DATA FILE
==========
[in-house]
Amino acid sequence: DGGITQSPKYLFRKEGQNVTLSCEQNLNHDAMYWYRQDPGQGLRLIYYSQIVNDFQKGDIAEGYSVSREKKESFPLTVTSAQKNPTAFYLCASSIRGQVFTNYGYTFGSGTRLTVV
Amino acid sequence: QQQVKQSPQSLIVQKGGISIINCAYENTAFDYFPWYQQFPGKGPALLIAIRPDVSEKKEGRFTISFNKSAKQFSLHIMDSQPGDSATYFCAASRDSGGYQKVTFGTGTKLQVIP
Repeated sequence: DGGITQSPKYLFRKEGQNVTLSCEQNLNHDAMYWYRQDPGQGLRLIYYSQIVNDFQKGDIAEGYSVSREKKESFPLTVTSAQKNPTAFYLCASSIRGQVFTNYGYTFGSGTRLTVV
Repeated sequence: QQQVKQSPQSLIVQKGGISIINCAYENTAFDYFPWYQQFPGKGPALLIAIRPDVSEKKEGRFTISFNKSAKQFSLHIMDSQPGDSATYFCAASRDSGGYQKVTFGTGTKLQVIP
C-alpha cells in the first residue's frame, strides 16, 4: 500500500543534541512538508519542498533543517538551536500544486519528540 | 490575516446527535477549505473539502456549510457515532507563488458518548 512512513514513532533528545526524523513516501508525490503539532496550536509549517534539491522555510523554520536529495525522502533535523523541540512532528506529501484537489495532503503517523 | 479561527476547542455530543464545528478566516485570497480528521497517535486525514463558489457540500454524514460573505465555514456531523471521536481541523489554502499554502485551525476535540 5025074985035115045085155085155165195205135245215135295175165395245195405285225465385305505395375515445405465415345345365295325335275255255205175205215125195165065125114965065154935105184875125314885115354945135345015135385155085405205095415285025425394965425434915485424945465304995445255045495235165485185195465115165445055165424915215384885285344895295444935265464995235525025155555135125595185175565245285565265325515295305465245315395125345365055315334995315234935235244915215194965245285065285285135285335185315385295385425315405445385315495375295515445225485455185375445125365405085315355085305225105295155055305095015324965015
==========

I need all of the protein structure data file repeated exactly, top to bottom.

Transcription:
[in-house]
Amino acid sequence: DGGITQSPKYLFRKEGQNVTLSCEQNLNHDAMYWYRQDPGQGLRLIYYSQIVNDFQKGDIAEGYSVSREKKESFPLTVTSAQKNPTAFYLCASSIRGQVFTNYGYTFGSGTRLTVV
Amino acid sequence: QQQVKQSPQSLIVQKGGISIINCAYENTAFDYFPWYQQFPGKGPALLIAIRPDVSEKKEGRFTISFNKSAKQFSLHIMDSQPGDSATYFCAASRDSGGYQKVTFGTGTKLQVIP
Repeated sequence: DGGITQSPKYLFRKEGQNVTLSCEQNLNHDAMYWYRQDPGQGLRLIYYSQIVNDFQKGDIAEGYSVSREKKESFPLTVTSAQKNPTAFYLCASSIRGQVFTNYGYTFGSGTRLTVV
Repeated sequence: QQQVKQSPQSLIVQKGGISIINCAYENTAFDYFPWYQQFPGKGPALLIAIRPDVSEKKEGRFTISFNKSAKQFSLHIMDSQPGDSATYFCAASRDSGGYQKVTFGTGTKLQVIP
C-alpha cells in the first residue's frame, strides 16, 4: 500500500543534541512538508519542498533543517538551536500544486519528540 | 490575516446527535477549505473539502456549510457515532507563488458518548 512512513514513532533528545526524523513516501508525490503539532496550536509549517534539491522555510523554520536529495525522502533535523523541540512532528506529501484537489495532503503517523 | 479561527476547542455530543464545528478566516485570497480528521497517535486525514463558489457540500454524514460573505465555514456531523471521536481541523489554502499554502485551525476535540 5025074985035115045085155085155165195205135245215135295175165395245195405285225465385305505395375515445405465415345345365295325335275255255205175205215125195165065125114965065154935105184875125314885115354945135345015135385155085405205095415285025425394965425434915485424945465304995445255045495235165485185195465115165445055165424915215384885285344895295444935265464995235525025155555135125595185175565245285565265325515295305465245315395125345365055315334995315234935235244915215194965245285065285285135285335185315385295385425315405445385315495375295515445225485455185375445125365405085315355085305225105295155055305095015324965015